The normally tranquil roads winding through the mountainous department of Boyacá have become the epicenter of Colombia’s agrarian strike over the last week as protesters block major highways and dump truckloads of tomatoes and milk onto the streets.  Farmers protesting Colombia’s Free Trade Agreement with the United States and the price of fertilizer, among other economic issues, have succeeding in preventing the transport of agricultural products to the nation’s capital and in bringing Boyacá to a standstill.

Residents of Tunja and Duitama, two of the department’s largest cities, describe siege-like conditions as inhabitants struggle to find fresh produce, meat, and milk.  Most grocery stores have boarded up their windows and some people have resorted to looting.  Now that the gasoline has run out, the streets are empty except for the military personnel and ESMAD, Colombia’s riot police, charged with establishing public order.

Unfortunately, claim locals, the heightened police presence isn’t making them feel safer. Clashes between law enforcement and protesters have so far left two dead and 272 injured nationwide.  Citizens in Tunja and Duitama say police masquerading as civilians are forcibly entering homes, breaking windows, and infiltrating marches.

The mayor of Tunja, the governor of Boyacá, and the local archbishop published an open letter to the director of the national police on Monday denouncing the violence perpetrated by ESMAD against unarmed protesters.

If anything, the police are uniting the people of Boyacá behind the farmers. Sunday night more than 50,000 residents filled the main plaza in Tunja to bang pots and pans in a show of solidarity known as a cacerolazo.  More cacerolazos took place Monday night in at least ten municipalities across the department.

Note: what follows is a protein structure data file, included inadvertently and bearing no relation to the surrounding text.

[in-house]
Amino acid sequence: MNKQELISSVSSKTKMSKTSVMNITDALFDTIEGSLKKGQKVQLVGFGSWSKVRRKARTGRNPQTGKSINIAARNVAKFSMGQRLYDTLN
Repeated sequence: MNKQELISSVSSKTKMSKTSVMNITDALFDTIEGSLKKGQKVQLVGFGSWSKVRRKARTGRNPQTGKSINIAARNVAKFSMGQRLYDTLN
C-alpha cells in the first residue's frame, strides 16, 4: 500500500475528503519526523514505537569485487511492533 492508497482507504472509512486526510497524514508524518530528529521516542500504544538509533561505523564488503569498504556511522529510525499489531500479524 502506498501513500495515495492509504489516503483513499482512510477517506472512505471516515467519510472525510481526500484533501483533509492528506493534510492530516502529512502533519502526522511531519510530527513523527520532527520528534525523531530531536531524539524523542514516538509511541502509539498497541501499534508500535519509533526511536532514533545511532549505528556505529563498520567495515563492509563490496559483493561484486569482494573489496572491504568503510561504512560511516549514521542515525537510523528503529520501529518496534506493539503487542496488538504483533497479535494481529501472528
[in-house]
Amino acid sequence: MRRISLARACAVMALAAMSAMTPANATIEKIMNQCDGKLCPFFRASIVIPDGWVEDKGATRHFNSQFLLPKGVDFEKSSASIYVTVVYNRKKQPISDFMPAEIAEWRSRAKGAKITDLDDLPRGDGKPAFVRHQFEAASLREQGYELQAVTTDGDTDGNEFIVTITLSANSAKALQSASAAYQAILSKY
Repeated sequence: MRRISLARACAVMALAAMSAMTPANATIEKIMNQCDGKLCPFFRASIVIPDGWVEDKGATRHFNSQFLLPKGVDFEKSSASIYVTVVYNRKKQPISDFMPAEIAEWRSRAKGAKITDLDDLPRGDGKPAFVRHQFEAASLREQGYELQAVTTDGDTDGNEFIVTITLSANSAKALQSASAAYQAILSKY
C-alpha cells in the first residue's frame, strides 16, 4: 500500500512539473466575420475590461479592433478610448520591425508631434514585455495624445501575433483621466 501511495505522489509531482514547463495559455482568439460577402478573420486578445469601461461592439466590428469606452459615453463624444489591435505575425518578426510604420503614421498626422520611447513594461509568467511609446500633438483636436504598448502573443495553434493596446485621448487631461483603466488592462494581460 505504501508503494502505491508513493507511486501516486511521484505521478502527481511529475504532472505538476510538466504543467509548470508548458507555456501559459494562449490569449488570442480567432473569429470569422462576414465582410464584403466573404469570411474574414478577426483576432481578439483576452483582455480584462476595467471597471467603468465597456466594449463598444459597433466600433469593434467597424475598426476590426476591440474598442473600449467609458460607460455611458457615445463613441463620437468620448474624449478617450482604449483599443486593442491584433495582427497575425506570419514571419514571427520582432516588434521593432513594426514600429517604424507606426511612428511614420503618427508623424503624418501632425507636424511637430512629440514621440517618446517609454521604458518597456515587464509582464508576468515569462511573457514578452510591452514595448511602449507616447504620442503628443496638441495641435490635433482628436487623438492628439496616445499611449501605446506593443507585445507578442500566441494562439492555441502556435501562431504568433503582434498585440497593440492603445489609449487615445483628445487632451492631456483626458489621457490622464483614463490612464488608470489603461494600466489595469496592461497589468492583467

“At this moment a feeling of rejection of the state’s abuses is awakening,” says Julian López, a Tunja resident.  “I’ve never seen so many people united for the same cause in Tunja.  I saw people from all social classes.”

The national government further alienated protesters when Defense Minister Juan Carlos Pinzón dismissed claims of police abuse as rumors, despite the videos of ESMAD beating unarmed protesters that have been widely circulating on social media sites. Mr. Pinzón also claimed members of the Revolutionary Armed Forces of Colombia (FARC-EP) had infiltrated the protests and announced that all those arrested in conjunction with the strikes would be tried as terrorists.

In a department in which half of the population lives in rural areas, farming is the principal economic activity and a way of life. Boyacá produces and transports an estimated 1,865,000 tons of agricultural products each year, including more than a quarter of the country’s potatoes and a significant portion of the nation’s onions, tomatoes, and grains. Farmers have seen their livelihood threatened in recent years by an influx of foreign agricultural products, as well as by the high cost of fertilizer, pesticides, and other farming supplies.

“Most people are supporting the farmers,” says Diego Mauro, a university professor in Tunja. “We all think that no matter what, they produce the food that feeds the whole country so we should support them.  They have the right to ask for better conditions.”

The last time the department of Boyacá rebelled, Colombia became an independent country. So it should come as no surprise that despite his government’s declarations that it would not negotiate until the roadblocks were cleared, President Juan Manuel Santos flew to Tunja on Monday to meet with representatives of the agricultural sector.

President Santos promised to protect the protesters from police aggression until an agreement can be reached. Negotiations are scheduled to resume Tuesday, but farmers say they will continue to block major roads until the negotiations have ended.